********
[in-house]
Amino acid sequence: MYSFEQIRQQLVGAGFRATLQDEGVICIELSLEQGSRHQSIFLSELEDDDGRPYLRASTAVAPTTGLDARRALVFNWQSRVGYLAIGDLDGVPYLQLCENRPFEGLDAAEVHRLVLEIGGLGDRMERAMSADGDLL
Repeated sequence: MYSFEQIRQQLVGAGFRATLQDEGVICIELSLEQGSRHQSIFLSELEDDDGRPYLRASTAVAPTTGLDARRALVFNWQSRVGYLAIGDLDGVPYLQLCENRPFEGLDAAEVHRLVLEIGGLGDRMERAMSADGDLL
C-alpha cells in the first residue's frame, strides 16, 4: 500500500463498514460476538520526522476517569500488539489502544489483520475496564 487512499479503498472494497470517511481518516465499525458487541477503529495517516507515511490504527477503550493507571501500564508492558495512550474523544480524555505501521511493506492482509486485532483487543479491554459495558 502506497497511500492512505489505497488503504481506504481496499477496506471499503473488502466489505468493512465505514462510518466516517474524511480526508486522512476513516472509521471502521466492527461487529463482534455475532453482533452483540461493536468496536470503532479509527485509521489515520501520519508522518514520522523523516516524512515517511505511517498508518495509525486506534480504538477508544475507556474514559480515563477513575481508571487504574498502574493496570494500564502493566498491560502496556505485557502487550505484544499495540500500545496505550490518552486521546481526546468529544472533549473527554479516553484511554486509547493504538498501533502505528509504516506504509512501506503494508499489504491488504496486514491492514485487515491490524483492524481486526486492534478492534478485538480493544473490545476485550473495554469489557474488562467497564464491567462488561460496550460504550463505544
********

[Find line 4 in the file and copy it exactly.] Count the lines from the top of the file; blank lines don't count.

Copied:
C-alpha cells in the first residue's frame, strides 16, 4: 500500500463498514460476538520526522476517569500488539489502544489483520475496564 487512499479503498472494497470517511481518516465499525458487541477503529495517516507515511490504527477503550493507571501500564508492558495512550474523544480524555505501521511493506492482509486485532483487543479491554459495558 502506497497511500492512505489505497488503504481506504481496499477496506471499503473488502466489505468493512465505514462510518466516517474524511480526508486522512476513516472509521471502521466492527461487529463482534455475532453482533452483540461493536468496536470503532479509527485509521489515520501520519508522518514520522523523516516524512515517511505511517498508518495509525486506534480504538477508544475507556474514559480515563477513575481508571487504574498502574493496570494500564502493566498491560502496556505485557502487550505484544499495540500500545496505550490518552486521546481526546468529544472533549473527554479516553484511554486509547493504538498501533502505528509504516506504509512501506503494508499489504491488504496486514491492514485487515491490524483492524481486526486492534478492534478485538480493544473490545476485550473495554469489557474488562467497564464491567462488561460496550460504550463505544